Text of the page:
1 week to study for mocks - help

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nara.her
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i'm struggling particularly in english as i'm unsure if i'll be able to finish all my english literature revision properly. does anyone have any tips for english revision and quick revision in general? i've already studied about half of the content, except for english, where i'm especially finding english literature revision challenging.

any tips?
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fiixnaa
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(Original post by nara.her)
i'm struggling particularly in english as i'm unsure if i'll be able to finish all my english literature revision properly. does anyone have any tips for english revision and quick revision in general? i've already studied about half of the content, except for english, where i'm especially finding english literature revision challenging.

any tips?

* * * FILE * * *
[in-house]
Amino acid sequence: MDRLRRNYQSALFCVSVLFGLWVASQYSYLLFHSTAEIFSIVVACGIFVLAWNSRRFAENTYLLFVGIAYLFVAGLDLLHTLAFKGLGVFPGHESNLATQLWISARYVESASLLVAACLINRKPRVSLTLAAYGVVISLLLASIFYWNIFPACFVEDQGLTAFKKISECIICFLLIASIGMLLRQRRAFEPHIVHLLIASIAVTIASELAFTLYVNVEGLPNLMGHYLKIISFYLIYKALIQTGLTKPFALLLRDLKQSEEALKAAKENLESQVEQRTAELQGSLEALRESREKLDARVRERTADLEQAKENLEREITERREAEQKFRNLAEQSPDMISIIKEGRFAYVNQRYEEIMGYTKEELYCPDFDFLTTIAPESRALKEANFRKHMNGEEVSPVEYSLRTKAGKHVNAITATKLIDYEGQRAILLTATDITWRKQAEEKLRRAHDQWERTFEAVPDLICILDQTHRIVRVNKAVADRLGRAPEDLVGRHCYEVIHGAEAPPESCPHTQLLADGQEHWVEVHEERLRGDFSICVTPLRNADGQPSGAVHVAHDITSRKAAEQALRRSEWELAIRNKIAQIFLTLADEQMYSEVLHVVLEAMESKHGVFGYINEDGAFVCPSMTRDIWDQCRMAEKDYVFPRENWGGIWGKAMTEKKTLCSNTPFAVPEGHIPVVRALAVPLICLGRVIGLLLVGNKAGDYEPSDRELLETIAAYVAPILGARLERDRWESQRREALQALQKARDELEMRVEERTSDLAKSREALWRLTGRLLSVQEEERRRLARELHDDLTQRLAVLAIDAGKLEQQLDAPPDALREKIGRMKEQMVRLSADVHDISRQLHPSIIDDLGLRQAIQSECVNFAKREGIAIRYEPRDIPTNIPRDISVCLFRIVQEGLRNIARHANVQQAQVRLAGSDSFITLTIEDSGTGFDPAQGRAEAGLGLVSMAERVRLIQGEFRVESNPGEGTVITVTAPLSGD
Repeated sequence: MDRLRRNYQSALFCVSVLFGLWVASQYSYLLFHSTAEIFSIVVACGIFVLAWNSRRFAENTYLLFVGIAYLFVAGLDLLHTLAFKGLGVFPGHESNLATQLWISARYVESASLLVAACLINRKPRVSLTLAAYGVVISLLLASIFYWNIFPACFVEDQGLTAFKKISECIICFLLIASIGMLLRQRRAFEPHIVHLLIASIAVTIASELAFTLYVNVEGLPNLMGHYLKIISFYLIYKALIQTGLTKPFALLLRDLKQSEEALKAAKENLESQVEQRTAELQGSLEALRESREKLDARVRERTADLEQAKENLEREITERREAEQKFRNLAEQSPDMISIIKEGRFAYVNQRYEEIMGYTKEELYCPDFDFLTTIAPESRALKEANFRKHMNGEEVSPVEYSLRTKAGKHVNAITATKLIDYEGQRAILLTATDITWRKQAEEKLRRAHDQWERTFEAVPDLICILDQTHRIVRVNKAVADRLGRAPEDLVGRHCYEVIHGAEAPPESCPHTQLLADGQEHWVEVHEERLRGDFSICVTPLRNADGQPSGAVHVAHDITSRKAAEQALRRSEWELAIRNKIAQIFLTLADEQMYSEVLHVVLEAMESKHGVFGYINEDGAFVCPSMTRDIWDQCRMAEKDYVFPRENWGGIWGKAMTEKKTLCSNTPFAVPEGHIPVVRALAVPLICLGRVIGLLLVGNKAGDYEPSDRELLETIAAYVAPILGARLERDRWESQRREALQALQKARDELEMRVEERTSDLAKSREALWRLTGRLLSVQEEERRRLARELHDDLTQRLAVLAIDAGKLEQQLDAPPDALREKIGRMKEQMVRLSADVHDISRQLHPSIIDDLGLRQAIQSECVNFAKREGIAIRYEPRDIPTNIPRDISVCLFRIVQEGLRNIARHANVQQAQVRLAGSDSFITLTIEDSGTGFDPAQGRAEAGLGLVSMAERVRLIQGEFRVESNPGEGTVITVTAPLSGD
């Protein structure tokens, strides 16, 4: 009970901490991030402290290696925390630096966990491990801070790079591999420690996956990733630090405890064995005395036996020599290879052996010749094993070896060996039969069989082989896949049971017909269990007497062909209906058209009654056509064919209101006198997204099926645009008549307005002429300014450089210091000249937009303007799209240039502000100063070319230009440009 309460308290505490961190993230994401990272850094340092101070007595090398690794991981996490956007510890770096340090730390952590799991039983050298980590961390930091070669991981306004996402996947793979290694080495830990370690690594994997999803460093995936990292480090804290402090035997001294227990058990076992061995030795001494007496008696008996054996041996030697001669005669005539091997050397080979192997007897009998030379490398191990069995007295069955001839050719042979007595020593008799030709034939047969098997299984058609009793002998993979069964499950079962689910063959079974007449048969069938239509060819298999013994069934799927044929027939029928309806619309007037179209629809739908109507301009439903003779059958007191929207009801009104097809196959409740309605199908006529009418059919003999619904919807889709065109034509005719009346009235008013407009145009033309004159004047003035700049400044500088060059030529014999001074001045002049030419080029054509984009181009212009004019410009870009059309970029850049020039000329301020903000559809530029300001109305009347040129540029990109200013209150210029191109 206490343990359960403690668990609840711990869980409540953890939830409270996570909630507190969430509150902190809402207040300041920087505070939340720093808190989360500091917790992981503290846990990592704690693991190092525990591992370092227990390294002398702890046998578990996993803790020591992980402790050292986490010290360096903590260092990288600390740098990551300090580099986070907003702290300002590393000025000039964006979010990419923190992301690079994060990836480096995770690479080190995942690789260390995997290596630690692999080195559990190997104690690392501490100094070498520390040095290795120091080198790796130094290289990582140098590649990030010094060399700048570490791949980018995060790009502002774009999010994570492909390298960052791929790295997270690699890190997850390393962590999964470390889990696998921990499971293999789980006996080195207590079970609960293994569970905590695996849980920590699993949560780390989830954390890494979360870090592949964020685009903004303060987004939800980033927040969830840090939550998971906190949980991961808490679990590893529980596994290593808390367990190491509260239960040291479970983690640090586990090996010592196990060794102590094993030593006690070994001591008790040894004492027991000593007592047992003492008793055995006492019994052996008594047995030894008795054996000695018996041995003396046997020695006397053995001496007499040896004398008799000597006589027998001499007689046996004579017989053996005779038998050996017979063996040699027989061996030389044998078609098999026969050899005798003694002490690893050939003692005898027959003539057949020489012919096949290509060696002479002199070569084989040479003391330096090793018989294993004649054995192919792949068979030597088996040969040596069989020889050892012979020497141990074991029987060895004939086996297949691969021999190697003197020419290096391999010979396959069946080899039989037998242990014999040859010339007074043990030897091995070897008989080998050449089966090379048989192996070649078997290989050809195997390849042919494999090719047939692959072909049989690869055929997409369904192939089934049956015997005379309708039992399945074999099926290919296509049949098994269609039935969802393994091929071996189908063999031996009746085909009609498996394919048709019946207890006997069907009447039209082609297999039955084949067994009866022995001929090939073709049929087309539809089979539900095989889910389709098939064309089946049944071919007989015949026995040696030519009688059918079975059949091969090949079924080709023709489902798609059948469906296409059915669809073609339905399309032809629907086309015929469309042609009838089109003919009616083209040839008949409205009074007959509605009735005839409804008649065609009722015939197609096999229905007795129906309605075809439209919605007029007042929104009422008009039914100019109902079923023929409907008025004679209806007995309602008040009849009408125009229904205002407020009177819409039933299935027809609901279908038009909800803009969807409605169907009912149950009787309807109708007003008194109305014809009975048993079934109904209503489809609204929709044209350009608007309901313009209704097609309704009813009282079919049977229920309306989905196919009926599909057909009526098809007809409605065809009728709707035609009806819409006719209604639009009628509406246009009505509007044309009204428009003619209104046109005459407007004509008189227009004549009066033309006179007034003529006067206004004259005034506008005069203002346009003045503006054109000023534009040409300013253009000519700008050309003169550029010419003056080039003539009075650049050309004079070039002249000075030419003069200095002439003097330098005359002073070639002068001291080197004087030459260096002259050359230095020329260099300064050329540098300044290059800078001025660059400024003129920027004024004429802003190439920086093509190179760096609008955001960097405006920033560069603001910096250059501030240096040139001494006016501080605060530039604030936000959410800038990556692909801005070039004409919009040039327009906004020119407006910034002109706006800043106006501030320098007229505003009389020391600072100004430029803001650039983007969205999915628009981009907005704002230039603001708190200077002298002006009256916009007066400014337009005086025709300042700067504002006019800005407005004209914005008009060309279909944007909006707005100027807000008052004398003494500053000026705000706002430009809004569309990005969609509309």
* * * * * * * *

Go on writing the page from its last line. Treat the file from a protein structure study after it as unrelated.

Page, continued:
Are you talking about GCSE English Literature?

Eng Lit can be a hard subject to revise for as a lot of it depends on your exam technique, but I think it comes down to a mixture of your knowledge of the texts (e.g. quotes) and the content as well as the achievement objectives for each question in the exam. This is useful in helping you to know how you structure your answer, especially your essays (e.g. For my edexcel English Literature exam, I knew the achievement objective for one of the questions did not specify context or evaluation and only marked based on your analysis of the literary techniques so I used a TEAR (Technique, Evidence/Example, Analysis, Reader Response) structure for my paragraphs). Knowing how to structure your answer can help make your answers easier to mark for the examiner and also ensures you hit the marking points.

To revise for the content (e.g. your required texts and poems), I would suggest using flashcards or mindmaps. Knowing the themes in your texts helps your analysis so much as it gives you a lot more to talk about. You can memorise quotes using flashcards and analyse the techniques and their effect and keep these points on one side of the flashcard. Memorisation is important if your exam board has questions where you aren't given the text and have to rely solely on your memory of the quotes and the literary techniques in them.

I'd also suggest reading examiner reports and also reading exemplar essays because they give you the clearest idea of what things to improve on and include to achieve higher grades. These are things our teacher suggested my class to do when I did my GCSEs. (: